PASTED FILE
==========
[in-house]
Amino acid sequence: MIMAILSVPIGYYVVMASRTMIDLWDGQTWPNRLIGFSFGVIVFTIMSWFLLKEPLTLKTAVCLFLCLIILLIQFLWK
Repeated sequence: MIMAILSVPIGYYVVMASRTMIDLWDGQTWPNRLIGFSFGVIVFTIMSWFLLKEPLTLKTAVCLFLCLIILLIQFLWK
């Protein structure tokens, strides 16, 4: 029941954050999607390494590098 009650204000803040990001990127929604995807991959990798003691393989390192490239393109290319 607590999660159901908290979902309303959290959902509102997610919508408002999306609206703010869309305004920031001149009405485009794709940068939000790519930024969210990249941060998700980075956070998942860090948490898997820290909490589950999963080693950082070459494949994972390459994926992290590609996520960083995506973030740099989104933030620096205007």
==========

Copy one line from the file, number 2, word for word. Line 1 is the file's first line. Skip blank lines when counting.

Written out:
Amino acid sequence: MIMAILSVPIGYYVVMASRTMIDLWDGQTWPNRLIGFSFGVIVFTIMSWFLLKEPLTLKTAVCLFLCLIILLIQFLWK